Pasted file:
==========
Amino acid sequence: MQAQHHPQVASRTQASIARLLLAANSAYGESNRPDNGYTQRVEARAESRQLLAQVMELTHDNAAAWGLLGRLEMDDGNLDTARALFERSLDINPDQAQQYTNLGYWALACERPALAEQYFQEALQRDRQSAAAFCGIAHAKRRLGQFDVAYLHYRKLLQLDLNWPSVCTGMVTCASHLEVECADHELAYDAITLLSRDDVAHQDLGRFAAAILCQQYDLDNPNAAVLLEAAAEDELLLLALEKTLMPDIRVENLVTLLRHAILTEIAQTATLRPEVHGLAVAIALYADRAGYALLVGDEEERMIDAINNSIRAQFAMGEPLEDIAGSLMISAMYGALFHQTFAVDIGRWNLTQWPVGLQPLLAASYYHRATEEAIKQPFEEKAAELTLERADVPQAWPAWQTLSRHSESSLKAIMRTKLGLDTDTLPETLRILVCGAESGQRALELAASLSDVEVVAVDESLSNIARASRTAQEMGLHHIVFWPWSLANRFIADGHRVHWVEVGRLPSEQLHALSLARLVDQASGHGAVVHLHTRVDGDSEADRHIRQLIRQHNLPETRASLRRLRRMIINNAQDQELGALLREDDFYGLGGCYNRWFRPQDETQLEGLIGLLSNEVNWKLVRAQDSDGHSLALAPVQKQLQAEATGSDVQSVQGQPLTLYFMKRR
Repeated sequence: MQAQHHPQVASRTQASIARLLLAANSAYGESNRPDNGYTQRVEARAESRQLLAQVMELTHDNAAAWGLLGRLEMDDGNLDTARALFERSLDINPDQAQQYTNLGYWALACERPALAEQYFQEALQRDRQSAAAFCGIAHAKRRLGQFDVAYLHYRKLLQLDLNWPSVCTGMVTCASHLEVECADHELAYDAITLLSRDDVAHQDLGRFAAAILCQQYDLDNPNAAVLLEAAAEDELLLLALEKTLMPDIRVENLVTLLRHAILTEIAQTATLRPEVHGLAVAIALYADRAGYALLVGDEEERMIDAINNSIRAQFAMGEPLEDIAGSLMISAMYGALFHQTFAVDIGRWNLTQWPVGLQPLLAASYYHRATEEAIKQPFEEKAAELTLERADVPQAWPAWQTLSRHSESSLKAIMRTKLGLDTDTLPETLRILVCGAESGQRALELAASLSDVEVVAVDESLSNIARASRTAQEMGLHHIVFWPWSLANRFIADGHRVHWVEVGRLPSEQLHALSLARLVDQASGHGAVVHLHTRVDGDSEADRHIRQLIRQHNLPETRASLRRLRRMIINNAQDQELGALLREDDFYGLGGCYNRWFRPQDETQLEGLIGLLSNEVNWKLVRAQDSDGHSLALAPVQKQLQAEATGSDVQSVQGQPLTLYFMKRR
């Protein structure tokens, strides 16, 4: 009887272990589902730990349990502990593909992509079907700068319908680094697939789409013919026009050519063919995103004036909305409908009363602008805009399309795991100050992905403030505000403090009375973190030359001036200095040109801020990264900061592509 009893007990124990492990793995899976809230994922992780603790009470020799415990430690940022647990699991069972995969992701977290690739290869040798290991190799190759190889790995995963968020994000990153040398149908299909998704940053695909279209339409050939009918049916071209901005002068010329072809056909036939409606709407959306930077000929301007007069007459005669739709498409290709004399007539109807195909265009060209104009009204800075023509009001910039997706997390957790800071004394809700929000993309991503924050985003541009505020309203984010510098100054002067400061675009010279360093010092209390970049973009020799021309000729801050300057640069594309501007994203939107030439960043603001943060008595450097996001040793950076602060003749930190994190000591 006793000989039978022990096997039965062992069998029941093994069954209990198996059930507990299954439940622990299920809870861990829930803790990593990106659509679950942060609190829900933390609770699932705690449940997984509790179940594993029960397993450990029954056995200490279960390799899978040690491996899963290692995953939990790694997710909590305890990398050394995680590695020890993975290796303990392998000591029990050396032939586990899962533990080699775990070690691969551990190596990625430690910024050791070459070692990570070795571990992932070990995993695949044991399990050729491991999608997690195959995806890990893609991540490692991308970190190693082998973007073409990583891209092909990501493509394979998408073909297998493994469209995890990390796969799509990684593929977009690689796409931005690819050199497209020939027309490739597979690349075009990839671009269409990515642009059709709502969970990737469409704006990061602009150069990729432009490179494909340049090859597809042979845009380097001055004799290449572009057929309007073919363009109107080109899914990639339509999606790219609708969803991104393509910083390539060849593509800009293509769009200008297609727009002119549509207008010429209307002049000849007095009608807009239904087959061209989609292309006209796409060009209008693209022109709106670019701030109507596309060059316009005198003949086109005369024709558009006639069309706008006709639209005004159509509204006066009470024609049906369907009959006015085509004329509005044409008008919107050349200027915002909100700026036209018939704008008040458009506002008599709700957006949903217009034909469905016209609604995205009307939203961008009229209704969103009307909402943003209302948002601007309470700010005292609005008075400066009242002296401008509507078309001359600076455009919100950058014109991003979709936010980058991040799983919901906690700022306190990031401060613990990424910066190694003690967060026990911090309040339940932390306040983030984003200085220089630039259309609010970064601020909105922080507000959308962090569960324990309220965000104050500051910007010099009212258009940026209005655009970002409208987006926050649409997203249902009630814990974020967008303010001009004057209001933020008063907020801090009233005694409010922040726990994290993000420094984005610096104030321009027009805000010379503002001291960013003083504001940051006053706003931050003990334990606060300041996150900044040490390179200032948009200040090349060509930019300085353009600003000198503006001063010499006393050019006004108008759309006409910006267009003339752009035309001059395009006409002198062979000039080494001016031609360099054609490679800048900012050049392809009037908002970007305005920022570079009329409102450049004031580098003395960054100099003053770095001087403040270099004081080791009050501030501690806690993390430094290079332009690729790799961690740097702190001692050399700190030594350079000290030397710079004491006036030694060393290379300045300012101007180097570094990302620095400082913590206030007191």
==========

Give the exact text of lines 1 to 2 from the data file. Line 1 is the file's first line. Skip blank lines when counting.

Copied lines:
Amino acid sequence: MQAQHHPQVASRTQASIARLLLAANSAYGESNRPDNGYTQRVEARAESRQLLAQVMELTHDNAAAWGLLGRLEMDDGNLDTARALFERSLDINPDQAQQYTNLGYWALACERPALAEQYFQEALQRDRQSAAAFCGIAHAKRRLGQFDVAYLHYRKLLQLDLNWPSVCTGMVTCASHLEVECADHELAYDAITLLSRDDVAHQDLGRFAAAILCQQYDLDNPNAAVLLEAAAEDELLLLALEKTLMPDIRVENLVTLLRHAILTEIAQTATLRPEVHGLAVAIALYADRAGYALLVGDEEERMIDAINNSIRAQFAMGEPLEDIAGSLMISAMYGALFHQTFAVDIGRWNLTQWPVGLQPLLAASYYHRATEEAIKQPFEEKAAELTLERADVPQAWPAWQTLSRHSESSLKAIMRTKLGLDTDTLPETLRILVCGAESGQRALELAASLSDVEVVAVDESLSNIARASRTAQEMGLHHIVFWPWSLANRFIADGHRVHWVEVGRLPSEQLHALSLARLVDQASGHGAVVHLHTRVDGDSEADRHIRQLIRQHNLPETRASLRRLRRMIINNAQDQELGALLREDDFYGLGGCYNRWFRPQDETQLEGLIGLLSNEVNWKLVRAQDSDGHSLALAPVQKQLQAEATGSDVQSVQGQPLTLYFMKRR
Repeated sequence: MQAQHHPQVASRTQASIARLLLAANSAYGESNRPDNGYTQRVEARAESRQLLAQVMELTHDNAAAWGLLGRLEMDDGNLDTARALFERSLDINPDQAQQYTNLGYWALACERPALAEQYFQEALQRDRQSAAAFCGIAHAKRRLGQFDVAYLHYRKLLQLDLNWPSVCTGMVTCASHLEVECADHELAYDAITLLSRDDVAHQDLGRFAAAILCQQYDLDNPNAAVLLEAAAEDELLLLALEKTLMPDIRVENLVTLLRHAILTEIAQTATLRPEVHGLAVAIALYADRAGYALLVGDEEERMIDAINNSIRAQFAMGEPLEDIAGSLMISAMYGALFHQTFAVDIGRWNLTQWPVGLQPLLAASYYHRATEEAIKQPFEEKAAELTLERADVPQAWPAWQTLSRHSESSLKAIMRTKLGLDTDTLPETLRILVCGAESGQRALELAASLSDVEVVAVDESLSNIARASRTAQEMGLHHIVFWPWSLANRFIADGHRVHWVEVGRLPSEQLHALSLARLVDQASGHGAVVHLHTRVDGDSEADRHIRQLIRQHNLPETRASLRRLRRMIINNAQDQELGALLREDDFYGLGGCYNRWFRPQDETQLEGLIGLLSNEVNWKLVRAQDSDGHSLALAPVQKQLQAEATGSDVQSVQGQPLTLYFMKRR